Although "big-ticket" social media stars with 50 million or more followers still exist, Huang argues that "a new paradigm has emerged in which more and more people will be able to make things they love, put their stuff out there, and get rewarded."

Meanwhile, social media behemoths are introducing creator incentives in an effort to woo influential users back to their sites. Improvements to monetization methods, in-person gatherings, brand collaborations, and cash payments are all on the table now. Snapchat's Spotlight feature, which is akin to TikTok, began awarding daily creators with $1 million in November. Spotlight on Snapchat brought in $966,546 for former mental health therapist turned TikTok science video creator Dominic Andre in 2018 alone.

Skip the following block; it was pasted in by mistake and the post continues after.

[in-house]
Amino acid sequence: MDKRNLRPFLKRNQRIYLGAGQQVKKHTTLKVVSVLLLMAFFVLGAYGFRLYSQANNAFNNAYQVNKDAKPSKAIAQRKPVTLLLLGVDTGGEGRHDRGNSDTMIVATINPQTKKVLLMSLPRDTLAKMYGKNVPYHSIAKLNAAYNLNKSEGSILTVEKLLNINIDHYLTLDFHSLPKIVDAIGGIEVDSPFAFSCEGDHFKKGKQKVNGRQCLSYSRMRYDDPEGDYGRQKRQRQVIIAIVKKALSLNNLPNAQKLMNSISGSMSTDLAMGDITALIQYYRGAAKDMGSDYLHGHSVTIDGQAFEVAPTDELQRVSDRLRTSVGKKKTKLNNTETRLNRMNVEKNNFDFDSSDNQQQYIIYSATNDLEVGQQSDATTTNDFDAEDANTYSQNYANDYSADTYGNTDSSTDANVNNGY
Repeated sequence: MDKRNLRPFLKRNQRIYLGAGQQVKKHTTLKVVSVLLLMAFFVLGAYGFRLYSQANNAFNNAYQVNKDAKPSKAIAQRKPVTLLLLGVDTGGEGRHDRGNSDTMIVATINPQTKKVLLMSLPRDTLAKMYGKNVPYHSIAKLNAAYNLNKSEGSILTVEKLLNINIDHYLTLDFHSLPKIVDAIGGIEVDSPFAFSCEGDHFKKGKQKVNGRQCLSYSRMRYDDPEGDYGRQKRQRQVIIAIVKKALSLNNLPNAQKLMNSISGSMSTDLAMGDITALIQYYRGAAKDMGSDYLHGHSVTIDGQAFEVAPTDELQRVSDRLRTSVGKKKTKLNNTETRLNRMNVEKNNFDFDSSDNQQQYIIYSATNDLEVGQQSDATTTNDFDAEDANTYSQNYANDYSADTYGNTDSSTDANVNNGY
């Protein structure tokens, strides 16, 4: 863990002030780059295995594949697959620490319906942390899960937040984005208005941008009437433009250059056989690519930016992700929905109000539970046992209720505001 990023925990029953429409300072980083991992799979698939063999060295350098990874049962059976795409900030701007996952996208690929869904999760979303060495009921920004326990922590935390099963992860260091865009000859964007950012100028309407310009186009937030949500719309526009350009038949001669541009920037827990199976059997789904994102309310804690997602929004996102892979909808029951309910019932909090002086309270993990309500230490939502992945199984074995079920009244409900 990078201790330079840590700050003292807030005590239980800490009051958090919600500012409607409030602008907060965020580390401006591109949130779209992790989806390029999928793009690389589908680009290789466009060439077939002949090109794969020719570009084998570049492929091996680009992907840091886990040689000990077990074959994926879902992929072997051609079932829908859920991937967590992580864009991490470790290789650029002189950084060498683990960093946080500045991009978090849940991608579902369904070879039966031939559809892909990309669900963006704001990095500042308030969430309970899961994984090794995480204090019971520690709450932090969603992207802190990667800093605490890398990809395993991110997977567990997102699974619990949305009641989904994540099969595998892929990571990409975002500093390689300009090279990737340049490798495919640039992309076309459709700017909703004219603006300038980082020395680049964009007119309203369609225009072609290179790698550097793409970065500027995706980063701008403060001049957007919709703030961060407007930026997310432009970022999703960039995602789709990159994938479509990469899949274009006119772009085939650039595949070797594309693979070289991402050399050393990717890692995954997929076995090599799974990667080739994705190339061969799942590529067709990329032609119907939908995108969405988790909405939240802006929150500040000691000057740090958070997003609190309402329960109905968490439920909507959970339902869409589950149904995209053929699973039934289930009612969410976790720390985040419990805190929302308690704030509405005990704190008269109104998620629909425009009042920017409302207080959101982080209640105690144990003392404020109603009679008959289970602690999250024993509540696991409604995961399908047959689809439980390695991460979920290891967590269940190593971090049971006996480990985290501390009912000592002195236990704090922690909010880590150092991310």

The Prospects for the Creative Sector

Creators, if they have their way, will reclaim economic power in the near future. Over $1.3 billion was invested into the creator economy last year, but most of it went to social media and publishing platforms rather than individual creators.

Without some way for creators to make money, many platforms will lose their talent. The video-sharing software Vine, which Twitter acquired in 2012 but has since shut down, failed to gain traction because its creators were unable to make money off of the service.